Historically, we have lived in a patriarchal society where men dominated the business world and women fought to be recognised as equals. Some may argue that positive discrimination towards women then came into play, but in this day and age simple focus on talent, experience and personality should trump any gender bias to generate success for businesses.
Stereotypically, male employees were supposed to be more successful in financial or engineering roles excelling at factual spreadsheets, cutting head count and singular focused tasks. Women were predisposed to nurturing, mentoring and playing supportive roles requiring emotional understanding. It is of course true to say that particular industries are still dominated by one or the other gender.
It’s additionally true to say that there are minute anatomical differences in the brain that are gender specific. For instance, the Corpus Callosum is a bundle of nerves that attaches the 2 hemispheres and is larger in women. It is thought that this means females use both hemispheres for problem solving whereas men usually only use one.
Women generally have a better ability to use language to build relationships and communication. Women are also notorious for being good multi-taskers and according to Professor Stephen Lawrie, researcher from Edinburgh University, women are much swifter at recalling faces, events, names and objects compared with men.
Men, on the other hand, can be better risk-takers and are more decisive at times, but are generally tougher on themselves. Men are innately more confident than women and are more likely to seize opportunities that excite them no matter what their qualifications represent and if indeed they fit the bill at all. Setbacks are short lived, criticism is brushed off and failure is externalised.
It’s what’s inside that counts
It’s quite astonishing how malleable the brain really is however, in terms of its ability to change and adjust depending on our experiences. Our genetic coding plays a crucial role but is shaped by our chemical make-up, the environment we live in and our cultural and social upbringing. Ultimately talent, personality and expertise are far better indicators of a successful employee than gender whatever the industry and for that reason I believe gender simply doesn’t matter.
First and foremost, it’s crucial for businesses to recognise the importance of personality when building their teams and driving the business forward. Most jobs can be learnt within a short space of time, but having people in your workforce who you know will fit in and get on with others at ease, will keep the team morale high as well as retaining positivity at a consistent level.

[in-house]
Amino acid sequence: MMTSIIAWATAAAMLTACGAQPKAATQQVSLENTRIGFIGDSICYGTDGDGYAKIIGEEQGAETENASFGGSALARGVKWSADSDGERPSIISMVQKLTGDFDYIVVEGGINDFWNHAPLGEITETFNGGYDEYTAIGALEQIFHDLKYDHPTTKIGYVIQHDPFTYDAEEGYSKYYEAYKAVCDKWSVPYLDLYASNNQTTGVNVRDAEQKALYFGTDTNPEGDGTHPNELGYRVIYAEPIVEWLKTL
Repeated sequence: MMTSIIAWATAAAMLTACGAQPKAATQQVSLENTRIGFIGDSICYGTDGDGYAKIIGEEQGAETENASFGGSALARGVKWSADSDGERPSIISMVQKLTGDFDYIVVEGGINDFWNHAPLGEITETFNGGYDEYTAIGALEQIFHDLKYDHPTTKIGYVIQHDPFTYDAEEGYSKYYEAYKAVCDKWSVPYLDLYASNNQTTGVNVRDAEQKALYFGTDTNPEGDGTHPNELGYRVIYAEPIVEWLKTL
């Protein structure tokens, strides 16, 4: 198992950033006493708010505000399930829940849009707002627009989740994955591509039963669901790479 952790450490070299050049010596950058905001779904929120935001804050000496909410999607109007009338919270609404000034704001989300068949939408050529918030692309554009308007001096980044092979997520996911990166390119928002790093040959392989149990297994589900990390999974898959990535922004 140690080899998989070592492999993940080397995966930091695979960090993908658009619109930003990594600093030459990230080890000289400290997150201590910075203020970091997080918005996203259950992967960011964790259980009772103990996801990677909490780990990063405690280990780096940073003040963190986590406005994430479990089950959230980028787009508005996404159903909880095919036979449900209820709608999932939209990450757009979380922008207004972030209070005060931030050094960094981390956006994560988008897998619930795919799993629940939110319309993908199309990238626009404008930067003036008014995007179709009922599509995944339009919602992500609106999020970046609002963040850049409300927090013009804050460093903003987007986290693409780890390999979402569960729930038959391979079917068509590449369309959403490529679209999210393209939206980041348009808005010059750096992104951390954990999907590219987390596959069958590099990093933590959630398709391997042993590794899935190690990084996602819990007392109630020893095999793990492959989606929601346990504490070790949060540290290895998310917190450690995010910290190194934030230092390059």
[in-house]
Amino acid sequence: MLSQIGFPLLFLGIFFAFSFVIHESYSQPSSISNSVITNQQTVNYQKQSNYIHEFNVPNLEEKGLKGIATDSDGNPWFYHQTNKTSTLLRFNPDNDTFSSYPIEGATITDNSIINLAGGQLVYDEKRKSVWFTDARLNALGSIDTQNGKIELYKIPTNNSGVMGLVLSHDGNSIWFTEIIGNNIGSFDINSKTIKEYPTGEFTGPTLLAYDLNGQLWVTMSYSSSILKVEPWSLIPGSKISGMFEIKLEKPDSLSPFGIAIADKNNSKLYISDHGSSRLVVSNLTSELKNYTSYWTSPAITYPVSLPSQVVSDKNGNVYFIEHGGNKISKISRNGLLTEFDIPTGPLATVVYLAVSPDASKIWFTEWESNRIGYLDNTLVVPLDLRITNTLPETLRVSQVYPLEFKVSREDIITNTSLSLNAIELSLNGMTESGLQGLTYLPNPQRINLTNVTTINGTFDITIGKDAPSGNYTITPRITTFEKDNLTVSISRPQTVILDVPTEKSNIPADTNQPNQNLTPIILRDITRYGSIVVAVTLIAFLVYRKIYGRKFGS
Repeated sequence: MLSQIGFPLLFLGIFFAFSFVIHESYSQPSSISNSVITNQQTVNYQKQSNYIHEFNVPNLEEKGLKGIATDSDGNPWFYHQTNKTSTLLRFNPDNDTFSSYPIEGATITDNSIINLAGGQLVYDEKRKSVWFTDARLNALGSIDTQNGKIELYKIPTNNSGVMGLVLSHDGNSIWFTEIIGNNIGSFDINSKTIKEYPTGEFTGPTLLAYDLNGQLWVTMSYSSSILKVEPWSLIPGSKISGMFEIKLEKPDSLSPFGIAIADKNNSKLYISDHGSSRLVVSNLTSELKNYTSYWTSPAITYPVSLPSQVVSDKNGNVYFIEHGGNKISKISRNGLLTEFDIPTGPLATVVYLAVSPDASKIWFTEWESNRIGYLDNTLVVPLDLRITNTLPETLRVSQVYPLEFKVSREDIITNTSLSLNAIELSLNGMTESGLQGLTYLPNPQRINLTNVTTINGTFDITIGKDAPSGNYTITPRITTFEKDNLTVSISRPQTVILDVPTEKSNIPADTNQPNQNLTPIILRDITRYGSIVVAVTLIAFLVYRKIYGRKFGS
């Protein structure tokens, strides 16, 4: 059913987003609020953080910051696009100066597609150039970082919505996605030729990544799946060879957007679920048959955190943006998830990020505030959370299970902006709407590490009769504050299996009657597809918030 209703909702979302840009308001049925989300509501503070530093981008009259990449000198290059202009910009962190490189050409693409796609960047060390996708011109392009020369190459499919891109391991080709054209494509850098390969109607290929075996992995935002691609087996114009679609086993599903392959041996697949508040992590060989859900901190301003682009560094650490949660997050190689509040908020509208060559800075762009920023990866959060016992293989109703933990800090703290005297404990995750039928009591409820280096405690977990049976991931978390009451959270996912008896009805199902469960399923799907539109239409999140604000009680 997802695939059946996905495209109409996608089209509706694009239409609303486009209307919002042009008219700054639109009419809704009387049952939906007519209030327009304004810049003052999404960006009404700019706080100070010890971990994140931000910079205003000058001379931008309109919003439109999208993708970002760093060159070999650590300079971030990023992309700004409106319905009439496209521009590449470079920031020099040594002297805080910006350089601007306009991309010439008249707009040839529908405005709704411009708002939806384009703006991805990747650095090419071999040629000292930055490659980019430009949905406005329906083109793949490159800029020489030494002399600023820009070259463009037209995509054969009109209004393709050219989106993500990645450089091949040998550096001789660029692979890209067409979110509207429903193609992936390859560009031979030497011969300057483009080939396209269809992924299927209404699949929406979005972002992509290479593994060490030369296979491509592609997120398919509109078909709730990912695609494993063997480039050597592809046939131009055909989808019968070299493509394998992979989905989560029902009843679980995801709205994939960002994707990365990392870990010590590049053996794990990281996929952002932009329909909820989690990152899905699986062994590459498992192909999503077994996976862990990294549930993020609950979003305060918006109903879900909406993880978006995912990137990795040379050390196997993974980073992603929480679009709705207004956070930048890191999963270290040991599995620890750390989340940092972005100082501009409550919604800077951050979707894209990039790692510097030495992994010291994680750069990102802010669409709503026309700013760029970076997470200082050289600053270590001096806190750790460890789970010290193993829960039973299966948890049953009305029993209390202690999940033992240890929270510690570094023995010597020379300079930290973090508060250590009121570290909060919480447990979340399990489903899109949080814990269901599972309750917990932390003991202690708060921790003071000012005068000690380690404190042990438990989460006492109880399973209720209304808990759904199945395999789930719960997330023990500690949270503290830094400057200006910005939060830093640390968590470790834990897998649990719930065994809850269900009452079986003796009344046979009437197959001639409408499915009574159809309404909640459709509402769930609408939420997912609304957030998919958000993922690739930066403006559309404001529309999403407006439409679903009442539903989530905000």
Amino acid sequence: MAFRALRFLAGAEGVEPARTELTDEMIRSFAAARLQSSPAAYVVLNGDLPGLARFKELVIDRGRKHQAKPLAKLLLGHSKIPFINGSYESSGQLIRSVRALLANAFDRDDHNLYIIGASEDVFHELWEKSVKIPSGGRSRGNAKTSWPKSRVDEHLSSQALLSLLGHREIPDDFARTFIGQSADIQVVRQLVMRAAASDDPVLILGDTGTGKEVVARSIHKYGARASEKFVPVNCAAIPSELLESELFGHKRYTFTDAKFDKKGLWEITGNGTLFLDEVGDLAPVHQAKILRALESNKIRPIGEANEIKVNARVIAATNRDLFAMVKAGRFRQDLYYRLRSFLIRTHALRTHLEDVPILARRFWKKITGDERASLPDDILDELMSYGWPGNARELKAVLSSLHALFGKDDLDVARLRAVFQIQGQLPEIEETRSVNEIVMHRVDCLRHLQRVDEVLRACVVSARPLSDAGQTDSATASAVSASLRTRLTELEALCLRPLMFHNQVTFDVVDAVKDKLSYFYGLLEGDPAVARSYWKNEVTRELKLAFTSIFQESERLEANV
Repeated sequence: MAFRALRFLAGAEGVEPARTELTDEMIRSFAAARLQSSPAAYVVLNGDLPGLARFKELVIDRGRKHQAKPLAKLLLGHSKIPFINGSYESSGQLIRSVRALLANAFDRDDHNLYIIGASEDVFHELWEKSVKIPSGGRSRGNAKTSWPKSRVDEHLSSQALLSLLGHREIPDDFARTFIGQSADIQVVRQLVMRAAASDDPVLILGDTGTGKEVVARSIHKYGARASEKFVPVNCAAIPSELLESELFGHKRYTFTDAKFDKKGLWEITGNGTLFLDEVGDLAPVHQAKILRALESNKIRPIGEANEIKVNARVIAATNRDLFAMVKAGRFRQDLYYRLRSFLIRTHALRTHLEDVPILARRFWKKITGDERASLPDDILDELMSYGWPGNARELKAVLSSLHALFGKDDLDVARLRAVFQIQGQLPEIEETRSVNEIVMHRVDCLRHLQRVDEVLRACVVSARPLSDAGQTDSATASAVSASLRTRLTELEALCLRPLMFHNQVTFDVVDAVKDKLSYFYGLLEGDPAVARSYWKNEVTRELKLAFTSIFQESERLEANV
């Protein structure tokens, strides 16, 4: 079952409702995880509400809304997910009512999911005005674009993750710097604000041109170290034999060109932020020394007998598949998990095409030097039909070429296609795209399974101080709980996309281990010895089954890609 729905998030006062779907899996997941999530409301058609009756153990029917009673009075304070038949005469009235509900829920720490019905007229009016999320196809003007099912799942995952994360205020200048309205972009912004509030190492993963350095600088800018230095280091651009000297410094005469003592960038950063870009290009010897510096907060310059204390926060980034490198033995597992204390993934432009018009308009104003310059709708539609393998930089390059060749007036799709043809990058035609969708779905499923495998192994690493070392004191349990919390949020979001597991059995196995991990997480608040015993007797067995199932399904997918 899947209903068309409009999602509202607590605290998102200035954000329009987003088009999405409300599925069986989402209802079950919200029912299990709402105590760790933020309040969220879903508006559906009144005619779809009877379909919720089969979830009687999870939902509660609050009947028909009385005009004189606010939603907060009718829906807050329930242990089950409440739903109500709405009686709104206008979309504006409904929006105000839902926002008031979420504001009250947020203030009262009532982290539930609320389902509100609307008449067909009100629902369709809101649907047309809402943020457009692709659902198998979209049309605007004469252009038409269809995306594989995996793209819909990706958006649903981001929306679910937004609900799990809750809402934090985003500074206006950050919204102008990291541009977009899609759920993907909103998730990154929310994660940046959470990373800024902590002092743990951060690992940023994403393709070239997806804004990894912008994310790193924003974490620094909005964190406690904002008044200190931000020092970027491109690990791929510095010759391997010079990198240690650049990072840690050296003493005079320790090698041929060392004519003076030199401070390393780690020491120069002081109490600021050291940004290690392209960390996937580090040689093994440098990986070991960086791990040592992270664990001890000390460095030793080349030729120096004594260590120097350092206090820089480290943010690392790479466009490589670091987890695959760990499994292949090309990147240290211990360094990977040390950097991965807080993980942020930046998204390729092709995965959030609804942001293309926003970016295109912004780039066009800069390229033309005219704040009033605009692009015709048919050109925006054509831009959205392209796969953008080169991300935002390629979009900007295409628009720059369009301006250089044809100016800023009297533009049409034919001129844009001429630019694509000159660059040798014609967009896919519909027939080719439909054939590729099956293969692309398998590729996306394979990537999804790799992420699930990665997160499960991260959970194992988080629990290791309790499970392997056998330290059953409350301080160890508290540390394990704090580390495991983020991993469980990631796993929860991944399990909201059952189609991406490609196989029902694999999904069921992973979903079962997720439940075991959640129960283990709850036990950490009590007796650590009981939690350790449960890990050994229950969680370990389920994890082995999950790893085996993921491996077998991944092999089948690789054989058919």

Individuals who are considered talented in a business need to be managed and supported and their talents recognised and nurtured for the business to operate in a proactive and strategic way and for employees to achieve their full potential. At the same time having an in-depth understanding of competitors and market conditions, image and future trends within the industry assists talent management.
Expertise can logically be taught. We learn and become experts through experience. As we become experts our ability to create, articulate, solve problems, develop concepts, make decisions, present ideas, gather and analyse information, and strategise and formulate plans improves. By harnessing and developing the skills of employees against appropriately profiled roles, businesses are able to meet workforce plans. Our gender is of no relevance here.
Much has changed over the years with an ever growing demand for stronger female presence in business and whilst we shouldn’t need to emasculate men in the process, we need to reassure ourselves that we truly complement each other in business and that in actual fact, gender should just be taken off the table all together.
Nurture your team
Invest in your workforce and strengthen their inherent skills. Take time to nurture different personalities and talents through regular training, mentoring and recognition of their personal goals and provide opportunities to progress within the organisation.
Who is getting the pay rise?
Pay grading should purely be considered based on merit, showing no distinction between gender. Instead, ensure you recognise appropriate value and praise where it is due to reinforce motivation and enthusiasm in your workforce.
Promote gender equality in your business
Publicising your efforts to promote gender equality demonstrates your business’s dedication to employing equality in the workplace. As well as this being an attraction to employees, it may also feed interest to other organisations to follow in your lead.